The amendment of the Act on renewable energy sources (RES) hastily prepared by MPs will probably lead to the bankruptcy of some wind farms whose owners a few years ago signed agreements with state-owned companies on selling green certificates. BiznesAlert.pl learned that Energa, a company from the city of Gdańsk, most probably inspired the amendment,” writes Bartłomiej Sawicki, editor at BiznesAlert.pl.
The changes will decrease the so-called alternative fee from the current level of PLN 300 per MWh to about PLN 50 per MWh. This leads to a significant decrease in earnings based on long-term contracts for the sale of economic rights, i.e. green certificates for which the lowest guaranteed price is based on the percentage of the alternative fee. This in turn may cause the bankruptcy of project companies that will not be able to cover their debts. In result foreign investors may want to sue the Polish state for damages, which will be paid for not by the company that signed the above long-term contracts, but the State Treasury.
What are green certificates?
The amendment of the Act on renewable energy sources will change the support system for green energy producers. They profit not only from the sale of energy, but also from green certificates, which are re-bought by companies owned by energy firms.
The Energy Regulatory Office (URE) issues green certificates to producers of renewable energy. The certificate, which constitutes an economic right may be sold, either on the stock exchange or in an individual OCT transaction (over-the-counter). One certificate is awarded for the production of 1 MWh from RES. Another way to fulfill the RES duty by the obliged entities, i.e. energy producers, trade companies and large consumers is the payment of the so-called alternative fee, which each year by the end of March is determined by URE on the basis of indexation. For a few years now it has been frozen at the level of PLN 300.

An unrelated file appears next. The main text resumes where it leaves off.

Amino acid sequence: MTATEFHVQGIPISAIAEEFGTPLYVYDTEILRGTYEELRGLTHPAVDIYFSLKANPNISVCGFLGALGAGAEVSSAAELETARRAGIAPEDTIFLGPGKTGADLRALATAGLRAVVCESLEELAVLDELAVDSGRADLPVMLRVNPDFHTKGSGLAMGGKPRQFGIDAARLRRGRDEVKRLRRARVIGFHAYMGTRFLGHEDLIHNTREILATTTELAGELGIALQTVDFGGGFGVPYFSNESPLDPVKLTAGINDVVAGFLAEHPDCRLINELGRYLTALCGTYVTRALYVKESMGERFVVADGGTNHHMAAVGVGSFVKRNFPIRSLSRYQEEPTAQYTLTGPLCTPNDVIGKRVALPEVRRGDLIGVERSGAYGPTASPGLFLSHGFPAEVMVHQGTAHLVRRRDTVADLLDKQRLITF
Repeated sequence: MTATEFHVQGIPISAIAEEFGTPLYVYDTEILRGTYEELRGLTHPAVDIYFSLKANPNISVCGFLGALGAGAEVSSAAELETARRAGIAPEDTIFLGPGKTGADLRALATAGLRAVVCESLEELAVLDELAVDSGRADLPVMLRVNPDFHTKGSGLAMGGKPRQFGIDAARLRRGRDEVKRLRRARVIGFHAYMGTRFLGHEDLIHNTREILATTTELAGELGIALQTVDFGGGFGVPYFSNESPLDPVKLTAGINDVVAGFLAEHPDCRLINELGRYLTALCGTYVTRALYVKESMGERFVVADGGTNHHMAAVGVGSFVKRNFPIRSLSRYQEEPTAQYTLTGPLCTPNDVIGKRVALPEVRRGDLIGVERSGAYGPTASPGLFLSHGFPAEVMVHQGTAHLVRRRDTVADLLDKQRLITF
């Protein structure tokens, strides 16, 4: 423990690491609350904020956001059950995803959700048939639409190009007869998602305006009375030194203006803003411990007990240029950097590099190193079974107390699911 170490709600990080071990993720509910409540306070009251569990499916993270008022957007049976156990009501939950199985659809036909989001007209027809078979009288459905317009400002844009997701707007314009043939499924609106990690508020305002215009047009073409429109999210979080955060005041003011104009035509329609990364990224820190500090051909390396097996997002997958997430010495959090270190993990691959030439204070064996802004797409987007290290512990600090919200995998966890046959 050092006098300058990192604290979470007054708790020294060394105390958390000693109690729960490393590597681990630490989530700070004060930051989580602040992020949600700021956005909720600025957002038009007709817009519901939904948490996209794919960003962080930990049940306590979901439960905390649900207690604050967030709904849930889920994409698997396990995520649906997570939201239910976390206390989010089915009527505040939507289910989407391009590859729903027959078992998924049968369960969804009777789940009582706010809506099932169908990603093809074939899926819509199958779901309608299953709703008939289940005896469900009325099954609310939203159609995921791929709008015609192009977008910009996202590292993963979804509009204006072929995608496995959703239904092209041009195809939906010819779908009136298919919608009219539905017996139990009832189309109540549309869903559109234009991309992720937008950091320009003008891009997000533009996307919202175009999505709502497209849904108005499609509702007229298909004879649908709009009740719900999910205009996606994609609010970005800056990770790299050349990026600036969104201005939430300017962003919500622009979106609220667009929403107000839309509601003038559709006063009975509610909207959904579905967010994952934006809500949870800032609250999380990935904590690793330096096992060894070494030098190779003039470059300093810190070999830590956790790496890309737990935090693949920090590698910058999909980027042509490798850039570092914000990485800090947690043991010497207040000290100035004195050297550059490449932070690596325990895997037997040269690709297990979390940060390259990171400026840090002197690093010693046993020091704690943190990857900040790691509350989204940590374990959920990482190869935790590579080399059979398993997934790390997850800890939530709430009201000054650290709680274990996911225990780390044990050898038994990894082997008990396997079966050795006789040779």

Green red herring
During its last session before summer holidays, the Sejm was supposed to attend to the extensive amendment of the RES act presented by the Ministry of Energy. It was to, among others, restore some of the regulations regarding construction law to the Act on investments in wind power plants. According to those regulations, the definition of a “construction” will again only include construction elements of the power plant, i.e. the tower and foundation. Therefore, the property tax will be again levied on the least capital intensive components. The wind sector acknowledged that the changes proposed by the Ministry of Energy are showing a reasonable approach to RES technologies.
However, completely unexpectedly a group of the ruling party’s MP submitted a motion to the Sejm to change the fixed value of the so-called alternative fee, which is PLN 300.03 per MWh and link it to the market prices of Energy Guarantees of Origin on the TGE (Polish energy market). Today we are dealing with a significant oversupply of those certificates on the market. Its size is equal to the annual production of energy from RES. Therefore, paying the alternative fee is much less beneficial than the purchase of green certificates on the market where its current value is about PLN 30. After the amendment, the alternative fee will be only 25% higher than the average market price of last year’s green certificates. Considering this, until the act enters into force the fee will significantly drop. If the difference between the certificate price and the alternative fee is so low, green certificates and their trade will lose their significance.